USDA hosts fall data users' meeting

By Ashley Rice

USDA recently held a second Data Users’ Meeting for the year in Washington, D.C., at the urging of the American Farm Bureau Federation.

The meeting was organized by the National Agricultural Statistics Service (NASS) in cooperation with six other related agencies.

The respective agencies discussed what kinds of data they collect, as well as how they manage it, analyze it and disseminate the results. Data samples can range from individual producers to international exports. This wide variety of data requires routine collaboration amongst the agencies.  

“Each (agency) is valuable on their own, but when they can work together to put out reports, it just makes everything a lot better. It was very clear to me that they were doing that,” Lyndsey Ramsey, IFB director of strategic engagement, told FarmWeek.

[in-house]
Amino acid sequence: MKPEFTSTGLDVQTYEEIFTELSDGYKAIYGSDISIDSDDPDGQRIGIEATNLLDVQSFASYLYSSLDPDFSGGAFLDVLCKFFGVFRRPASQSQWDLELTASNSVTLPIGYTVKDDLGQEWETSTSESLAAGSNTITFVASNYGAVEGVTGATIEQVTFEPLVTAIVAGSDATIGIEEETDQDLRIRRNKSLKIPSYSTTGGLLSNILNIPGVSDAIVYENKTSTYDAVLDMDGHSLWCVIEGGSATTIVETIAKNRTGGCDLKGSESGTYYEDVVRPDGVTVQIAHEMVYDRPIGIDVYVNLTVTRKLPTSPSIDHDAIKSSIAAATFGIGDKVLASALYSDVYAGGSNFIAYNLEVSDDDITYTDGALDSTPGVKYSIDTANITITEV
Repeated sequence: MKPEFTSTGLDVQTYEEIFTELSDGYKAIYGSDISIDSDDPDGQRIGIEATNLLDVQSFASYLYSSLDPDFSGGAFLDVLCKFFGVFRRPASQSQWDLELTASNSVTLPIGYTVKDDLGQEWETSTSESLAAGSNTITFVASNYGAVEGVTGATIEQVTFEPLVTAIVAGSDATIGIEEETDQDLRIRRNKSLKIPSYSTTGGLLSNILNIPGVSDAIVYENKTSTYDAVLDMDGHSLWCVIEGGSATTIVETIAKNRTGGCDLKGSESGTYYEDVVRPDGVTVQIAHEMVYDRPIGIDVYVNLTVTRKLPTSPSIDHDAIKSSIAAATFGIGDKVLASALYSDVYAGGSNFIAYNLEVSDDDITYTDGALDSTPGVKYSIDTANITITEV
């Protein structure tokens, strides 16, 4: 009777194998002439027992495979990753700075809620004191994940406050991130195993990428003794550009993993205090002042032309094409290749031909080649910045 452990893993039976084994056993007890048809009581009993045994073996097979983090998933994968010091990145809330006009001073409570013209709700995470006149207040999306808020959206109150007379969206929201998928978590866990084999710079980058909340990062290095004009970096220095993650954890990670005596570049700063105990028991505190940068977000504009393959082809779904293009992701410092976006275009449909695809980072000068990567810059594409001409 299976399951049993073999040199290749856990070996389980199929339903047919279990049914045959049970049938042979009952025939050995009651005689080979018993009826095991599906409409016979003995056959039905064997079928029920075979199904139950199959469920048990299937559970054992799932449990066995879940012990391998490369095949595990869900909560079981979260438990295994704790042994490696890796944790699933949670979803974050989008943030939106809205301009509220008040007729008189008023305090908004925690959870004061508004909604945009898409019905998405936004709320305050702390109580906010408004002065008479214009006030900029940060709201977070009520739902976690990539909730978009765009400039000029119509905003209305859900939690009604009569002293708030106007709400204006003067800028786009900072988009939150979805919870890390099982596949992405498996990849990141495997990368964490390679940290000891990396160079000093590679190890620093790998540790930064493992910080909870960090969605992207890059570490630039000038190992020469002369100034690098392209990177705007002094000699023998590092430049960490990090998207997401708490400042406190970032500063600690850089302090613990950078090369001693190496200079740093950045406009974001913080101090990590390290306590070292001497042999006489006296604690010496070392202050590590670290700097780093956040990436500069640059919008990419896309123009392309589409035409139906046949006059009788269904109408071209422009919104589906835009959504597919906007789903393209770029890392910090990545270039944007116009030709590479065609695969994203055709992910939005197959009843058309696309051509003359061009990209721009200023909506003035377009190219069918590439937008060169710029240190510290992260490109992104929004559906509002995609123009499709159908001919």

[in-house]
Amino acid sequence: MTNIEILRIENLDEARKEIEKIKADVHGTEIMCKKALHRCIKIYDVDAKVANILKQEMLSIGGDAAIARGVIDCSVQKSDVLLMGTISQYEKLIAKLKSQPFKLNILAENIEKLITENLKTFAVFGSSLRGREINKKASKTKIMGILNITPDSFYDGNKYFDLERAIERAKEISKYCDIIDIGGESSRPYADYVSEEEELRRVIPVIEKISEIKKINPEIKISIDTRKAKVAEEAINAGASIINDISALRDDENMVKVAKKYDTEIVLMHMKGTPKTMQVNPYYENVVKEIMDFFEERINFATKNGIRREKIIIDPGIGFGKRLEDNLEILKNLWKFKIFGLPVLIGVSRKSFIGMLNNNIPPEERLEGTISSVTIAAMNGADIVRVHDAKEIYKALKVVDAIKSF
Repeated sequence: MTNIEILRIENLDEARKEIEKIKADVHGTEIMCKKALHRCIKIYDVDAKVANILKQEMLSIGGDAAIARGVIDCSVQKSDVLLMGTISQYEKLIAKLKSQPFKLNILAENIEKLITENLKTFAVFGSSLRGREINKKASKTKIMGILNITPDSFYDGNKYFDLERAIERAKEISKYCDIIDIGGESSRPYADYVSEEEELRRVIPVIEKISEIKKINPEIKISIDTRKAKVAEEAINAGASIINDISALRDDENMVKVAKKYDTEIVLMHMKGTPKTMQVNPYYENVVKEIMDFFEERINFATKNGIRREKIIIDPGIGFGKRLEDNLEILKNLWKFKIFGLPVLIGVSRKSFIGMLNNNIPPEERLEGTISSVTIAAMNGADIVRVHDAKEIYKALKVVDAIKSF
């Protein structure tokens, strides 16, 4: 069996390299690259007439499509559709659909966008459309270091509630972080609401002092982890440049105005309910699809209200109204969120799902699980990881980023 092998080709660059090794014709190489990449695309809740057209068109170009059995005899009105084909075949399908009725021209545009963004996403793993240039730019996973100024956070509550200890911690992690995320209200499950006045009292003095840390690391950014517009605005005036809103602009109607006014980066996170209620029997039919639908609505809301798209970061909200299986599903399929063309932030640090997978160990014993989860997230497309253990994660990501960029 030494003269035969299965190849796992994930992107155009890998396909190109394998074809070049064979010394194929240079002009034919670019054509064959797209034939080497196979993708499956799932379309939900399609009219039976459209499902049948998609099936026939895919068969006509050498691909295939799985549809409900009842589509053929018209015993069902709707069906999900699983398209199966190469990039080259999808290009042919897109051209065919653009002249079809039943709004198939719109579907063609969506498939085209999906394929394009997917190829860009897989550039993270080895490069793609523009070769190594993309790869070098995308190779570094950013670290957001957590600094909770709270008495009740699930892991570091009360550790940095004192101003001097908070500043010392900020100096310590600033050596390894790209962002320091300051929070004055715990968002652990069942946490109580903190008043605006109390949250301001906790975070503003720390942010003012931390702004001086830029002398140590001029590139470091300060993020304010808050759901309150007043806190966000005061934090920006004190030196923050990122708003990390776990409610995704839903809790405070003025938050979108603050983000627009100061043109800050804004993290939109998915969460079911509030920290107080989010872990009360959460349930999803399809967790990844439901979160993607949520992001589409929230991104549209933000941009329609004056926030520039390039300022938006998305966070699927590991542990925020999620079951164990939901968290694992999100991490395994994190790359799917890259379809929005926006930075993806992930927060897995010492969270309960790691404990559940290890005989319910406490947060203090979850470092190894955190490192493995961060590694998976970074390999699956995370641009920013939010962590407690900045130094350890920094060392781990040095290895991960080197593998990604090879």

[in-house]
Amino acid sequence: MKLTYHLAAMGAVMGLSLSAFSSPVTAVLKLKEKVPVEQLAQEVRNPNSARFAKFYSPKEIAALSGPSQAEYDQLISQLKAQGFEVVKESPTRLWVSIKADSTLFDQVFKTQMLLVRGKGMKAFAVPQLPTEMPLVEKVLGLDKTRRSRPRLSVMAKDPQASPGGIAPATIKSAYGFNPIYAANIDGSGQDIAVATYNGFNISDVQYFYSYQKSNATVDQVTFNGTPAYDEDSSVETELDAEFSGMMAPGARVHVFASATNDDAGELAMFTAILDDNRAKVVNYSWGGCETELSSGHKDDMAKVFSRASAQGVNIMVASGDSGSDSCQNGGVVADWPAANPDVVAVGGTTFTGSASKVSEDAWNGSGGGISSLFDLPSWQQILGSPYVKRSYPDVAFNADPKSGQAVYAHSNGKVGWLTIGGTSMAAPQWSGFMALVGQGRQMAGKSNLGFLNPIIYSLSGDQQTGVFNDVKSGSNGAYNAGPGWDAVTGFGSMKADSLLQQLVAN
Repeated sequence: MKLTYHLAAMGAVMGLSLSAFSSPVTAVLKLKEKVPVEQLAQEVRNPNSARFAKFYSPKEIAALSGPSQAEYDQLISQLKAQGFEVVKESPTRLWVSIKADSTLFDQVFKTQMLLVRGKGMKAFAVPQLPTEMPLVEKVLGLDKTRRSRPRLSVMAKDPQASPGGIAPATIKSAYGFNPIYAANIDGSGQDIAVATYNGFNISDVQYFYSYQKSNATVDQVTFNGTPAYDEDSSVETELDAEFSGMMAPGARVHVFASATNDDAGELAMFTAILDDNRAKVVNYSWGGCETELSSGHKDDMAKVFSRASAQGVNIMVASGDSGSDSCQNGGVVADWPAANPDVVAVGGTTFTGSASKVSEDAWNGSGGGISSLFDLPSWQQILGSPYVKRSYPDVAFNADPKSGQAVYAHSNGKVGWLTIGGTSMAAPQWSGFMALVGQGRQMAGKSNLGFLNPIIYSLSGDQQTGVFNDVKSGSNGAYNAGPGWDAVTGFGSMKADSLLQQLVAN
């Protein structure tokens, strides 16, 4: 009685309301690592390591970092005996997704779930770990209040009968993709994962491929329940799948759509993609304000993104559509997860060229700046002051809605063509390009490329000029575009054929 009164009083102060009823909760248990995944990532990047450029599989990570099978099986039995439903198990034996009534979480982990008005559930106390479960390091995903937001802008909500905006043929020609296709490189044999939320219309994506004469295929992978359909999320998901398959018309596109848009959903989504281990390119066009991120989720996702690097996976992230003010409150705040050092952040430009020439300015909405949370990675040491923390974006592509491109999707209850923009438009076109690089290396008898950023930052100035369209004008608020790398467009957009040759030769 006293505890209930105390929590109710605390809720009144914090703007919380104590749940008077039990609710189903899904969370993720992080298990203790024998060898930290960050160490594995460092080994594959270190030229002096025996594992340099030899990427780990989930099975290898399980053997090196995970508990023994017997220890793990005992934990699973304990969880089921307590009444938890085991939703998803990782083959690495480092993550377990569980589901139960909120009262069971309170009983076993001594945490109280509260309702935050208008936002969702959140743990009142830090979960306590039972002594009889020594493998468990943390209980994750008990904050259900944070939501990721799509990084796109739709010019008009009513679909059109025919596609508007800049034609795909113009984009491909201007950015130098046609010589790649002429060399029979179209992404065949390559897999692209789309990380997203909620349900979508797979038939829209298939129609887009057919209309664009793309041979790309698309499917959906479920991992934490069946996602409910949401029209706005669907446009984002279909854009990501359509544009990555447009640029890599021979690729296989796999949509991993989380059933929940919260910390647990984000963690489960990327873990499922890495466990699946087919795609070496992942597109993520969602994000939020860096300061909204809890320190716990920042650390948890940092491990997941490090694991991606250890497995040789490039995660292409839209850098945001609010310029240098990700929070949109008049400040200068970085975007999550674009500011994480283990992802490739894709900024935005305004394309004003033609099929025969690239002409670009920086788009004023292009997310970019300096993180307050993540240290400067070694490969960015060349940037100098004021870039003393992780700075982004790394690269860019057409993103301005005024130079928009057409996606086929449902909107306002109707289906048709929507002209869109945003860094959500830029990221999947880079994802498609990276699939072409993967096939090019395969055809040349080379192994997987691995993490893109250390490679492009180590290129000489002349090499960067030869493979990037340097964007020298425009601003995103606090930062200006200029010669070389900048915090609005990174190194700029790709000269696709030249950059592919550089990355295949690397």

The agencies emphasized their willingness to answer questions and accept constructive criticism about their data from individuals and organizations.

NASS and accompanying agencies are continually trying to make data more user friendly and accessible through reports, interactive maps and even social media.

Lance Honig, NASS chief of crops branch, started “Stat Chat” on Twitter. Every month, individuals can ask questions using “#statchat” and get answers directly from Honig.

Privacy is a huge component of data collection, and the USDA works to keep all data and reports anonymous. Ramsey noted the agencies stressed the importance of protecting farmer data. For example, specific farmer-reported data will not be reported if a variable is too easily identifiable to an individual producer or operation.

Ramsey discussed her overall takeaways from the meeting. “There are so many reports that come out of USDA. I think what I learned overall is how much each agency respects the data they collect. They understand data very well. They know its limitations. They know statistics. They know proper surveying methods. They’re very upfront about what they know and what they don’t know,” she noted.

To view proceedings from USDA data user’s meeting dating back to 2005, visit USDA Education and Outreach.

Content for this story was provided by

Related Stories: